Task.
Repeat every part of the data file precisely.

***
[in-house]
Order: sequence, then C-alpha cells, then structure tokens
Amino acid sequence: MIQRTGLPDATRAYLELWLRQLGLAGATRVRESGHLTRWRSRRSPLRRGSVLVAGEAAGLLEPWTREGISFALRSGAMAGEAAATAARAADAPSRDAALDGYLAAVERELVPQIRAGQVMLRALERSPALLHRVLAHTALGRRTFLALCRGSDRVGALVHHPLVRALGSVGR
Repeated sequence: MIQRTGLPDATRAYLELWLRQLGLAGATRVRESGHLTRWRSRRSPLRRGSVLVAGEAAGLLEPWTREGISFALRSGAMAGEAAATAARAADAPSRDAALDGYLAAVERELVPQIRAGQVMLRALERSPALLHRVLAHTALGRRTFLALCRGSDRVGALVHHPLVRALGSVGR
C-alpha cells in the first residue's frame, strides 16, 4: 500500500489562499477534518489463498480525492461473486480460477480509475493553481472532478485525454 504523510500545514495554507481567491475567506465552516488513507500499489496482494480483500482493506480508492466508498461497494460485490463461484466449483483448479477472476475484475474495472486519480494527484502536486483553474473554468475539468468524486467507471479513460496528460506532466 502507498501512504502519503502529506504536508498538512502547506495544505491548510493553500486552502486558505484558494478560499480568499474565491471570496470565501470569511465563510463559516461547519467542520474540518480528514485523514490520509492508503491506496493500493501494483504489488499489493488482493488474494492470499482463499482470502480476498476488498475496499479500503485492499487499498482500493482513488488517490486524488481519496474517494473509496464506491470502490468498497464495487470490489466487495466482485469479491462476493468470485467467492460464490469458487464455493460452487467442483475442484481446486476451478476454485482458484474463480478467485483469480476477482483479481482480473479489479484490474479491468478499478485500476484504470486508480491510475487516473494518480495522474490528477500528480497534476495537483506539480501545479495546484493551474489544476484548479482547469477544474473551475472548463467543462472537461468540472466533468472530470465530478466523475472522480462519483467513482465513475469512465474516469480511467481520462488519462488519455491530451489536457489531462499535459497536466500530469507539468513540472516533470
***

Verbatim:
[in-house]
Order: sequence, then C-alpha cells, then structure tokens
Amino acid sequence: MIQRTGLPDATRAYLELWLRQLGLAGATRVRESGHLTRWRSRRSPLRRGSVLVAGEAAGLLEPWTREGISFALRSGAMAGEAAATAARAADAPSRDAALDGYLAAVERELVPQIRAGQVMLRALERSPALLHRVLAHTALGRRTFLALCRGSDRVGALVHHPLVRALGSVGR
Repeated sequence: MIQRTGLPDATRAYLELWLRQLGLAGATRVRESGHLTRWRSRRSPLRRGSVLVAGEAAGLLEPWTREGISFALRSGAMAGEAAATAARAADAPSRDAALDGYLAAVERELVPQIRAGQVMLRALERSPALLHRVLAHTALGRRTFLALCRGSDRVGALVHHPLVRALGSVGR
C-alpha cells in the first residue's frame, strides 16, 4: 500500500489562499477534518489463498480525492461473486480460477480509475493553481472532478485525454 504523510500545514495554507481567491475567506465552516488513507500499489496482494480483500482493506480508492466508498461497494460485490463461484466449483483448479477472476475484475474495472486519480494527484502536486483553474473554468475539468468524486467507471479513460496528460506532466 502507498501512504502519503502529506504536508498538512502547506495544505491548510493553500486552502486558505484558494478560499480568499474565491471570496470565501470569511465563510463559516461547519467542520474540518480528514485523514490520509492508503491506496493500493501494483504489488499489493488482493488474494492470499482463499482470502480476498476488498475496499479500503485492499487499498482500493482513488488517490486524488481519496474517494473509496464506491470502490468498497464495487470490489466487495466482485469479491462476493468470485467467492460464490469458487464455493460452487467442483475442484481446486476451478476454485482458484474463480478467485483469480476477482483479481482480473479489479484490474479491468478499478485500476484504470486508480491510475487516473494518480495522474490528477500528480497534476495537483506539480501545479495546484493551474489544476484548479482547469477544474473551475472548463467543462472537461468540472466533468472530470465530478466523475472522480462519483467513482465513475469512465474516469480511467481520462488519462488519455491530451489536457489531462499535459497536466500530469507539468513540472516533470